My Penguin copy of VS Pritchett Collected Short stories is disintegrating. It’s well read, and is a 1982 reprint, so some might say it’s had it’s day. Every time I open it pages flutter around my feet, and they’re not designed for independence, so the loose leaves are getting brittle.
I’m not good at throwing books out. Passing them along is one thing: destroying them quite another. I’ve listed my reasons in this case, but prioritising has been tricky.
First, Pritchett has not yet been recognised with a ‘retrospective’, even though The Royal Society of Literature have been awarding a £1000 short story prize in his name since ‘the beginning of the new millennium’ (I’m afraid you’ve just missed this year’s deadline, maybe next year?). Without reprints, even fragments of his writing have especial value.
“There are worse crimes than burning books. One of them is not reading them.” – Ray Bradbury.
Second, several stories in this copy are not repeated in the three other Pritchett collections I own, or in any of my twentieth century story anthologies. So, I’d need to trawl the second-hand market for the missing ones, which are in at least three other Pritchett collections. My short-story shelves are already overflowing, therefore I’d need another shelf…
” The oldest books are still only just out to those who have not read them.” ~Samuel Butler, 1835 – 1902
Hmm, I’d discover more of his stories, and gain a shelf: that means more book space.
Pritchett collections are scarce, and I’m afraid to report that – don’t look, Ruth, unless you’ve removed your bookseller hat, this will distress you – one of the copies bought for the course I’m just completing was sold WITH PAGES MISSING. I suppose a few gaps are less tricky in collected short stories than in a novel, then maybe pulping, or (gulp) burning can be justified. But what do we do with still-complete fragmenting books?
“It is there, where they burn books, that eventually they burn people.” ― Heinrich Heine 1797 – 1856
“It hardly matters why a library is destroyed: every banning, curtailment, shredding, plunder or loot gives rise (at least as a ghostly presence) to a louder, clearer, more durable library of the banned, looted, plundered, shredded or curtailed.” ― Alberto Manguel, The Library at Night. 2008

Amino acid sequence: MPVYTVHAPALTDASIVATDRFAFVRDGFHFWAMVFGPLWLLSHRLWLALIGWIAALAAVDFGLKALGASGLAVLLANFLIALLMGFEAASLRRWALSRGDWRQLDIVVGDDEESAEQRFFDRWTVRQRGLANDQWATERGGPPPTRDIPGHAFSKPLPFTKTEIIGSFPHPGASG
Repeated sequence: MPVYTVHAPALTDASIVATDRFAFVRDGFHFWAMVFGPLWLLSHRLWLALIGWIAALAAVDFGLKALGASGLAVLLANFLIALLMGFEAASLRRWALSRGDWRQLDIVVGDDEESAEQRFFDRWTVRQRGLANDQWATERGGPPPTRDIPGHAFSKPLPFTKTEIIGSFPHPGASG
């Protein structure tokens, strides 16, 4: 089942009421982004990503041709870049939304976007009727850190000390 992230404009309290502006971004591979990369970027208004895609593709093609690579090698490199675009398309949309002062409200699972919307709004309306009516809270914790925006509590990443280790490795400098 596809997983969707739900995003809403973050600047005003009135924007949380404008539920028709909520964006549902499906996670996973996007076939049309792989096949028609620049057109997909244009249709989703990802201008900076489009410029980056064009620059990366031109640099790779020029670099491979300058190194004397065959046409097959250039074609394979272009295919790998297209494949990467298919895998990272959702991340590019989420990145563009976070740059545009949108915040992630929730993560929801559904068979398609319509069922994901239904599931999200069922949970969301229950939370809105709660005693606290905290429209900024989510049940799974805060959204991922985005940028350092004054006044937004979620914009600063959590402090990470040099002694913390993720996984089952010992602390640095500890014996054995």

Thought three carries a warning for sensitive, book-purists: my Pritchett contains multi-coloured highlighted sections, plus both pencilled and penned notes in the margins. This is not random vandalism, each mark signals appreciation. I suppose, in time, I could replicate those responses in other copies, but would they still mean the same things?
“[I]t is pleasanter to eat one’s own peas out of one’s own garden, than to buy them by the peck at Covent Garden; and a book reads the better, which is our own, and has been so long known to us, that we know the topography of its blots and dog’s-ears, and can trace the dirt in it to having read it at tea with buttered muffins, or over a pipe… – Charles Lamb, letter to S. T. Coleridge, October 1802
Conclusion: Do loose pages matter, so long as I keep them together? I’ve a pot of elastic bands, I could combine them with my distressed books and solve two recycling problems. Perhaps that new shelf I mentioned will be a refuge for delicate books.
“I have friends whose society is delightful to me; they are persons of all countries and of all ages; distinguished in war, in council, and in letters; easy to live with, always at my command.” – Francesco Petrarch, 1304 – 1374
“Far more seemly were it for thee to have thy study full of books, than thy purse full of money.” ~John Lyly, 1553 – 1606
“What wild desires, what restless torments seize
The hapless [wo]man, who feels the book-disease…” ~John Ferriar, “The Bibliomania, An Epistle, To Richard Heber, Esq.”, 1809